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Sunday, 24 June 2007

Track of the Cat (1954) William A Wellman

The wind is roaring out in Mount Rainier National Park (we're not told where 'the valley' is but that's where it was shot) and the first snow of the winter is falling hard. Joe Sam, a freaky Indian played by Carl Switzer, best known as Alfalfa, warns the Bridges that the cat is back, as he does every year at the same time. It's a big black panther that has taken on almost mythical standing and Curt Bridges wants badly because it's already killed his dogs. Curt is Robert Mitchum, who seems to be as in charge of things as you'd believe Mitchum to be, even though he's the middle of two sons. If he was fired up to start with, he's even more fired up when it takes four of his steers and then his elder brother too.

That's a shame for us too because elder brother Arthur is played by Hedda Hopper's son William, who found fame as Paul Drake in the Perry Mason TV series. While he doesn't take charge as the elder brother presumably ought to, he does seem to be the closest thing to a stabilising factor the family has around. The third son is Harold or Hal, still young and talked down to by almost everyone, mostly because he doesn't seem to have any guts, just like his father. His girlfriend Gwen is staying with them too, and she's a catalyst for even more bickering.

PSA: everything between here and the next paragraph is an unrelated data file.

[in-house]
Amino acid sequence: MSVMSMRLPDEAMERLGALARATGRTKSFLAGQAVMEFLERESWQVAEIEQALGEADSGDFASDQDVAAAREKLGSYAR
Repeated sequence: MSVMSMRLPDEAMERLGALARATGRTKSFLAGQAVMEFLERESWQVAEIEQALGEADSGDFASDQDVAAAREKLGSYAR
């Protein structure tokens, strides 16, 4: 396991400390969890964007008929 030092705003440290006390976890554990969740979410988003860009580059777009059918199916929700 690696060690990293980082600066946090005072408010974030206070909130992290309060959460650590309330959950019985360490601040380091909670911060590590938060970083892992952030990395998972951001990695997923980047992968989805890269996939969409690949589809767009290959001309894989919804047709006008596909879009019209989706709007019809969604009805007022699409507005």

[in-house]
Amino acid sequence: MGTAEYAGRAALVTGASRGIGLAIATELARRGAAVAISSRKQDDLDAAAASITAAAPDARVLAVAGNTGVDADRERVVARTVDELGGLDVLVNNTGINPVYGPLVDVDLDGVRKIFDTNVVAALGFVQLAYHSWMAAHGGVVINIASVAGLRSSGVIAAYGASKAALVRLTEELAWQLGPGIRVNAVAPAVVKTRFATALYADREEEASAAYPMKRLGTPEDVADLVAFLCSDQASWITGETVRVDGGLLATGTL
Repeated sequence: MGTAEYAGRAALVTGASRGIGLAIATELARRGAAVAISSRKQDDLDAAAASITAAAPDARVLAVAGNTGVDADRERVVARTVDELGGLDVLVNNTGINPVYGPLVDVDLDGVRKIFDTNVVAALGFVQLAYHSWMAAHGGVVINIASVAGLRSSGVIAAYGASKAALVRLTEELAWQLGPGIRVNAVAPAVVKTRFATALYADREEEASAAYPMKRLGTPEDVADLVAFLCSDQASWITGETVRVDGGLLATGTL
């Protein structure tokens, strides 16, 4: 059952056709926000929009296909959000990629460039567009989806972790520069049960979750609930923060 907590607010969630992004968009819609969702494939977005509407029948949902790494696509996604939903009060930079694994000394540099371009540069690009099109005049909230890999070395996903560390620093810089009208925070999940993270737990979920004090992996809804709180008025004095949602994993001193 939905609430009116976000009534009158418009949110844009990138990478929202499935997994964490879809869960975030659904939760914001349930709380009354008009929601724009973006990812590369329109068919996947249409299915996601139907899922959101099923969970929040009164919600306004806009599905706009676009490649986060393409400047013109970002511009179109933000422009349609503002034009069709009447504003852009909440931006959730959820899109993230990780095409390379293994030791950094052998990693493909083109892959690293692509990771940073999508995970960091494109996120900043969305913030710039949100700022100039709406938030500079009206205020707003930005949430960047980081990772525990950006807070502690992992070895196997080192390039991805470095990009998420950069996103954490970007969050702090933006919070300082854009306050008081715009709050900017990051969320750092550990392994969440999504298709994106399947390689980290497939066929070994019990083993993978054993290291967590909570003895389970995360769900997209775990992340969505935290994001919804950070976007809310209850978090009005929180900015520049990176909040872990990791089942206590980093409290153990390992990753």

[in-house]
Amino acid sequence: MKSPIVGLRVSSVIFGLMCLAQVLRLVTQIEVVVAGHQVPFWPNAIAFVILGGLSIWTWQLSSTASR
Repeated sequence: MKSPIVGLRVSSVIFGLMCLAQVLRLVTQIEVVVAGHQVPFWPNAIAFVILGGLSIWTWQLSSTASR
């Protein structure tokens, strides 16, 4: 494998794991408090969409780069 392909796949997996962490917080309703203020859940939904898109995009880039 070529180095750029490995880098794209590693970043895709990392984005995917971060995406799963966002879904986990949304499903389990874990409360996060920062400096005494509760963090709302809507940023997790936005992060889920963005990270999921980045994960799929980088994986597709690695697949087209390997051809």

Weak, alcoholic and senile Pa is all over the girlfriend attempting to rekindle his youth, Ma seems bitter about everyone and everything, sister Grace isn't far behind and cocky tough guy Curt is down on everyone, most of all young Harold. The cast are well up to it and include some major names, not least Beulah Bondi, fifteen years after she played Jimmy Stewart's mother in Mr Smith Goes to Washington and even more since the films I've usually seen her in back in the early thirties. You can always count on her to speak her piece and she gets plenty of opportunity here.

All American Tab Hunter is excellent as Harold, looking strong but acting weak, yet with hidden depths. Grace is no less a major name than Teresa Wright and she's spot on but it's Diana Lynn as Harold's girlfriend Gwen that shines most, showing us strength in ways that the rest of the characters wouldn't have understood. In fact looking back from a day when character development almost seems like a lost art, this is a superb example of what could be done back in the days when it was still an admirable quality for a film to have. the three brothers here are very different, all strong in their own ways but those ways are such that the others wouldn't have either understood or appreciated. It's all very nicely crafted indeed.

The camerawork is very nice too, with some great use of composition and perspective. The scene at Arthur's graveside is masterfully done and while it's the most obvious example it's far from the only one. Oscar winning director William A Wellman was an old hand by this point, with only four more movies in him. His Oscar was as a screenwriter but he'd directed the first Oscar winning Best Picture, Wings. He also made such classics as The Public Enemy, the original A Star is Born and The Ox-Bow Incident. There are a lot of great films with his name on them and they are all over the map as far as genre and tone and style. It's obvious from the sampling I've had that he really knew his stuff though. And the cat doesn't matter at all, it's just a McGuffin. This is a very human story.

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